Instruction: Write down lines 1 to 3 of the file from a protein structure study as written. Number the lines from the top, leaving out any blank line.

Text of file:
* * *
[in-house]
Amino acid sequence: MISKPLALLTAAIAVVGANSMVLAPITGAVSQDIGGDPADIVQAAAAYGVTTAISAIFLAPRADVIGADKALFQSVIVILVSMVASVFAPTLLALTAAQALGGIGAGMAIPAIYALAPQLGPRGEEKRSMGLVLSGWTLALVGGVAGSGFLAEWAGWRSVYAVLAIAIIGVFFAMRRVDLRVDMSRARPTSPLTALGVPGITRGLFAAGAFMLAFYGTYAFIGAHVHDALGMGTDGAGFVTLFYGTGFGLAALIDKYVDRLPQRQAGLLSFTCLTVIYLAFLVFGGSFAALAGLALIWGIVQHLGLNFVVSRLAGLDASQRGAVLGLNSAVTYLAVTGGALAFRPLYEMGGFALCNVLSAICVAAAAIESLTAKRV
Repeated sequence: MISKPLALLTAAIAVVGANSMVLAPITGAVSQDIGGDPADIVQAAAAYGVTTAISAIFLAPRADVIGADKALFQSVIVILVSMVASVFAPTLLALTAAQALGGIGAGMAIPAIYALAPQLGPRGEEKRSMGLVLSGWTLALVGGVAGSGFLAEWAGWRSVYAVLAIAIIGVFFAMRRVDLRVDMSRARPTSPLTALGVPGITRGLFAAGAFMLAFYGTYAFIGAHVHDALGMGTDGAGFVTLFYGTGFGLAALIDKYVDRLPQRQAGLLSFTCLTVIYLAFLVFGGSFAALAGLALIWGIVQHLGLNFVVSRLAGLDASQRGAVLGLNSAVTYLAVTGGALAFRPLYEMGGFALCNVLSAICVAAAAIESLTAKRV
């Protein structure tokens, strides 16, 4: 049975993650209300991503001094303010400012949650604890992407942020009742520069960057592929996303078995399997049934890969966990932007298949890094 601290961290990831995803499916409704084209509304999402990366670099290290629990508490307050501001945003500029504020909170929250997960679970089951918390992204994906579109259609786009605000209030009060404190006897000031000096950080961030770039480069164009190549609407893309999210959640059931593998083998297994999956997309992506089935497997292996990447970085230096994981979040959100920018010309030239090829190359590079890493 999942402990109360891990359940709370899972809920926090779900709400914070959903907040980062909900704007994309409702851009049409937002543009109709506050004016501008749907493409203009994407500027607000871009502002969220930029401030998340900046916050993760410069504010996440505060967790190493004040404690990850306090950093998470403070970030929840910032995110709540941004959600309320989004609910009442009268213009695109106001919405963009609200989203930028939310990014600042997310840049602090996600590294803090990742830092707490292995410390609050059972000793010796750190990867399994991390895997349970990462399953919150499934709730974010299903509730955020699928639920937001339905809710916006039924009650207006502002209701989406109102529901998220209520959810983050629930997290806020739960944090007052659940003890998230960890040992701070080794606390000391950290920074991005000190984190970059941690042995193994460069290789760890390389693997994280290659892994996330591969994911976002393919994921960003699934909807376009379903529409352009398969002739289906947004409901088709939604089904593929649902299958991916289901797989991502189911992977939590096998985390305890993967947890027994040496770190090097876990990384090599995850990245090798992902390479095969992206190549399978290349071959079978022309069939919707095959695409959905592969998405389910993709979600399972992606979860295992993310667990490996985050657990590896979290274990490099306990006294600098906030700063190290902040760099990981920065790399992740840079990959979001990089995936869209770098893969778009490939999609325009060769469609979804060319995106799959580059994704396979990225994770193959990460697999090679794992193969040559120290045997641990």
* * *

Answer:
[in-house]
Amino acid sequence: MISKPLALLTAAIAVVGANSMVLAPITGAVSQDIGGDPADIVQAAAAYGVTTAISAIFLAPRADVIGADKALFQSVIVILVSMVASVFAPTLLALTAAQALGGIGAGMAIPAIYALAPQLGPRGEEKRSMGLVLSGWTLALVGGVAGSGFLAEWAGWRSVYAVLAIAIIGVFFAMRRVDLRVDMSRARPTSPLTALGVPGITRGLFAAGAFMLAFYGTYAFIGAHVHDALGMGTDGAGFVTLFYGTGFGLAALIDKYVDRLPQRQAGLLSFTCLTVIYLAFLVFGGSFAALAGLALIWGIVQHLGLNFVVSRLAGLDASQRGAVLGLNSAVTYLAVTGGALAFRPLYEMGGFALCNVLSAICVAAAAIESLTAKRV
Repeated sequence: MISKPLALLTAAIAVVGANSMVLAPITGAVSQDIGGDPADIVQAAAAYGVTTAISAIFLAPRADVIGADKALFQSVIVILVSMVASVFAPTLLALTAAQALGGIGAGMAIPAIYALAPQLGPRGEEKRSMGLVLSGWTLALVGGVAGSGFLAEWAGWRSVYAVLAIAIIGVFFAMRRVDLRVDMSRARPTSPLTALGVPGITRGLFAAGAFMLAFYGTYAFIGAHVHDALGMGTDGAGFVTLFYGTGFGLAALIDKYVDRLPQRQAGLLSFTCLTVIYLAFLVFGGSFAALAGLALIWGIVQHLGLNFVVSRLAGLDASQRGAVLGLNSAVTYLAVTGGALAFRPLYEMGGFALCNVLSAICVAAAAIESLTAKRV